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I've worked for a number of companies that have, over time, branched out their core service to provide additional services and/or revenue streams. My question is when is the proper time to separate these concerns into multiple applications, even when they're operating on the same/extensions-of-some data?

For example, say a company has a core business application that resolves around a music index/music discovery. If this company later decided to branch out into offering websites for musicians that utilize their existing index, should this be a separate application that receives its data from the core-business-application via API, or is it reasonable to lump this into a module of the existing application, and use existing business objects?

It seems to me that the ability to lump things into one application shouldn't be reason enough to do so. In Unix, we practice Separation of Concerns, but when it comes to enterprise development, this principal seems to be lost. In the example above, I would feel that these should be separate applications, but in my experience I witness developers lump these together to save time.

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This happens a lot. If you're looking at a new possible source of revenue - don't spend the time and money to build out separate servers, just lump it all together. For example, I was working on one project that was a CMS into which they'd built an instant messaging system. And other than some shared users, they had nothing to do with each other. Over time this resulted in tortured code where the two concerns tripped over each other. Short term savings, long term pain. – ipaul Mar 17 '13 at 14:45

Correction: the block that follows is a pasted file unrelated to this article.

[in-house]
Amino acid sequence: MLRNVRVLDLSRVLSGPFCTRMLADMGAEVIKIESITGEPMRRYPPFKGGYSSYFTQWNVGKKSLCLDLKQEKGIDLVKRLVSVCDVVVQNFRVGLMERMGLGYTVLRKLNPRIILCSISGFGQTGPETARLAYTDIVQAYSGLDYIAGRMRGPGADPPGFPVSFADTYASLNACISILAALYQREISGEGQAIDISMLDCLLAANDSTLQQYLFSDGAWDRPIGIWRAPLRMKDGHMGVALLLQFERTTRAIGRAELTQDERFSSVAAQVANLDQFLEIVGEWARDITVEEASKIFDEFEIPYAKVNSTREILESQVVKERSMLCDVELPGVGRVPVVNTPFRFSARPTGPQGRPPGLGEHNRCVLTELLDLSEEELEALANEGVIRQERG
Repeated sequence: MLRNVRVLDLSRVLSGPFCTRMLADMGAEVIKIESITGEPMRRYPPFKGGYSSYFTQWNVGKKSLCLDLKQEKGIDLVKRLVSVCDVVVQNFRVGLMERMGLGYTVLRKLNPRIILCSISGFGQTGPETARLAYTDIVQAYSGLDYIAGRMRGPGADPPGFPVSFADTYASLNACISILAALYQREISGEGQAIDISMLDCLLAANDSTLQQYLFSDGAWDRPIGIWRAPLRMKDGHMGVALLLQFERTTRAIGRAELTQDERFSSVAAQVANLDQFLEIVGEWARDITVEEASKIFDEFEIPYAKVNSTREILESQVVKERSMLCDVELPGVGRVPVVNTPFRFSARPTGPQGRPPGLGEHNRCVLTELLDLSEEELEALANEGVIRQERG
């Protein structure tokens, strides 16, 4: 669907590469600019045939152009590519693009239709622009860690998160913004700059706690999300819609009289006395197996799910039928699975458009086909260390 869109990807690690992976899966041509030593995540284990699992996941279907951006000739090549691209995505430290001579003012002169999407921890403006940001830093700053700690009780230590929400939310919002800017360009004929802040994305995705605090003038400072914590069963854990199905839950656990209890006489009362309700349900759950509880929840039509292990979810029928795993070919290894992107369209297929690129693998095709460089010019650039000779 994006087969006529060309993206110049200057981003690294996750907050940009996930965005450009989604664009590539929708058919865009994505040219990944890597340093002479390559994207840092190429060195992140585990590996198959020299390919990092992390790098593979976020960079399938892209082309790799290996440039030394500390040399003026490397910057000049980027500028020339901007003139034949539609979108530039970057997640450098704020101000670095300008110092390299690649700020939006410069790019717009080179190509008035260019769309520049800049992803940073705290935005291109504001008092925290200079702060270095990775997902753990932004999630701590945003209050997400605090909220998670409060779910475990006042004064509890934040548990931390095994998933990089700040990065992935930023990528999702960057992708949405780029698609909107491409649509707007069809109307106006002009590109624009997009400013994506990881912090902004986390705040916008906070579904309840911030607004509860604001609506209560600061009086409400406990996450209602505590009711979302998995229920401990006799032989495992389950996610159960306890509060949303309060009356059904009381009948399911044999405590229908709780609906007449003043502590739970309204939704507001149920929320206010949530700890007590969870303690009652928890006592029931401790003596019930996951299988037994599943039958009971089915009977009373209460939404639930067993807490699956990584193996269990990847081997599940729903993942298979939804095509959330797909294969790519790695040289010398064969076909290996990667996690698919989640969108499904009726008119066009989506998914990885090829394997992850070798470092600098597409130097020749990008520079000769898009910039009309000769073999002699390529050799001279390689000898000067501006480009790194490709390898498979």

I think it boils down to whether or not there is any sense in bundling the functionality as an addon/extension or if it should be standalone on its own right. In your example, it would make more sense to me to expose the relevant data in an SOA manner for the musician websites rather than bolting it onto the core application as there is practically no overlap other than data. Relevant logic would be encapsulated in the services.

Generally I think practicing a separation of concerns is the best bet, modularizing applications and reusing code wherever possible. A prime example of this would be Microsoft Office, which leverages a (fairly) consistent interface provided by various shared libraries, shared spell checkers, VBA, and more whilst implementing their own core logic and interface.

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The proper time is now, unless you have other requirements to fulfill. The more separated the layers of your application are, the more flexible it will be to adapt to changing requirements. Whether it makes sense to implement a layer as an API or as a service depends on your requirements.

I can not guess as to why more developers do not take the Separation of Concerns principle more seriously. Perhaps they do not see the long benefits out weighing the need to get the job done now.

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